SIOUX FALLS, S.D. (KELO) — The characteristics of most of South Dakota’s population means many of those who have gotten vaccinated would be similar to those who haven’t.
South Dakota Department of Health Secretary Kim Malsam-Rysdon said in today’s news briefing that 54% of the state’s residents have gotten at least one dose of the two-dose vaccinations. And 44% are fully vaccinated. The state data includes residents 16 and older and uses the 2019 estimated U.S. Census population.
Still, Malsam-Rysdon said there are those resistant or hesitant to get a vaccine in the state.
Health officials have said vaccines are key in ending the pandemic and reaching a herd immunity. The Centers for Disease Control has said 70% of the population needs to be immunized to reach herd immunity for COVID-19.
“We don’t see vaccines as political,” Malsam-Rysdon said. Getting a vaccine isn’t a Republican or Democratic issue, she said.
Yet, research on those who don’t plan to get a vaccine in the U.S. shows it could be political for some. The research on those who do not plan to get a vaccine in the U.S. shows that many are white, are younger, and state they are Republicans.
Results from a CIVIQs poll released on April 21 show that 46% who do not plan to get the vaccine said they were Republican. Most of those are white men under the age of 50. The majority who do not plan to get vaccinated do not have a college degree.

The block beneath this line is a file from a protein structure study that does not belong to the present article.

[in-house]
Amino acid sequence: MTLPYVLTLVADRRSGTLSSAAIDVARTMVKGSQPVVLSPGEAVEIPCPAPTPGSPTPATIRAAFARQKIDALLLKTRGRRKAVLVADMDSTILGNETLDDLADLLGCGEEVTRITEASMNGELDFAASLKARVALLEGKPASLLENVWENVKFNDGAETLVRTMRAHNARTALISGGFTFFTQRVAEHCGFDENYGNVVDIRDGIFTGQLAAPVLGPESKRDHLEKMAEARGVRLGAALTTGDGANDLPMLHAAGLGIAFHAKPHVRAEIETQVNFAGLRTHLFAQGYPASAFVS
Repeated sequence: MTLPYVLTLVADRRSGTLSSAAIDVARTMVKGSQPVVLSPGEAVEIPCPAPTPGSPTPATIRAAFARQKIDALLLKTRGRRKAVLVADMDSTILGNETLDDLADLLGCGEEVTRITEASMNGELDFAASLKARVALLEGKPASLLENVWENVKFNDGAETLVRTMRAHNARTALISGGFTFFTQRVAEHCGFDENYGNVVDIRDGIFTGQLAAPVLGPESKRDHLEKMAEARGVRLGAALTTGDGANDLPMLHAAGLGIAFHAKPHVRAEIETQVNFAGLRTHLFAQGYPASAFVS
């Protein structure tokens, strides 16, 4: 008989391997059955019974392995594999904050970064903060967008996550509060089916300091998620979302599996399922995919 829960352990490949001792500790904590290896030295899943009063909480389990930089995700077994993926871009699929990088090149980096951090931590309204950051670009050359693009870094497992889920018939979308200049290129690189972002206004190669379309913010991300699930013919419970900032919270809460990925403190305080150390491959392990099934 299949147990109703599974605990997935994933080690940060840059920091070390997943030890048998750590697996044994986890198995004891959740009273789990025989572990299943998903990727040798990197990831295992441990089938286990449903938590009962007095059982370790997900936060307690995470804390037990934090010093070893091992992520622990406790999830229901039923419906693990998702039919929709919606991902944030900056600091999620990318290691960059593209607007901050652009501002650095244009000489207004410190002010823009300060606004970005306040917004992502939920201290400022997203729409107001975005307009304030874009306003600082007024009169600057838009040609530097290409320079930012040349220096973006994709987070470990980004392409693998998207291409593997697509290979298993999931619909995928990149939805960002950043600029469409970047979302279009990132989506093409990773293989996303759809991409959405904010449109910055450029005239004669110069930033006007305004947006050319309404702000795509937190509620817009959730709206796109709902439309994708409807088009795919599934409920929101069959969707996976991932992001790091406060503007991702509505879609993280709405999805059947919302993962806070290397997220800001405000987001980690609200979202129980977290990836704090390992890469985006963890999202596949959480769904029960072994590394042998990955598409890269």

Most of South Dakota is white, more than 80% of the population is under 65, and as of April 1, 280,434 of those who registered to vote in the state registered as Republican. The registration data is from the South Dakota Secretary of State website. About half of the state’s population is male.
Those same characteristics the CIVIQS’ poll shows are found in an April survey by Monmouth University, a December survey by QuinnipacPoll and others. Monmouth’s survey said that 43% of those who did not plan on getting vaccinated said they were Republican.
Getting as many people vaccinated as possible is the “quickest way out of this pandemic,” Malsam-Rysdon said.
Non-political in a political arena
The DOH doesn’t want getting a vaccine to be a political issue, yet in South Dakota, the coronavirus pandemic has been somewhat of a political issue for Gov. Kristi Noem.
Noem, a Republican, has repeatedly emphasized maintaining freedom during the pandemic and takes credit for not shutting down the state. She has also repeatedly criticized states with more restrictions, such as New York and Michigan, which are led by Democratic governors. Noem has cited the caseloads, hospitalizations and other data as illustrating that restrictions such as mask mandates do not work.
Noem has often posted photos of herself without a mask at events in South Dakota.
During a Nov. 18 news conference Noem said, “I’ve consistently said that people who want to wear masks should wear masks and people who don’t shouldn’t be shamed because they choose not to,” Noem said. “It has been clear from the beginning that I’m not in favor of mandating mask wearing. I don’t believe I have the authority to mandate that and that people can use their own personal responsibility to make a decision when it comes to masks.”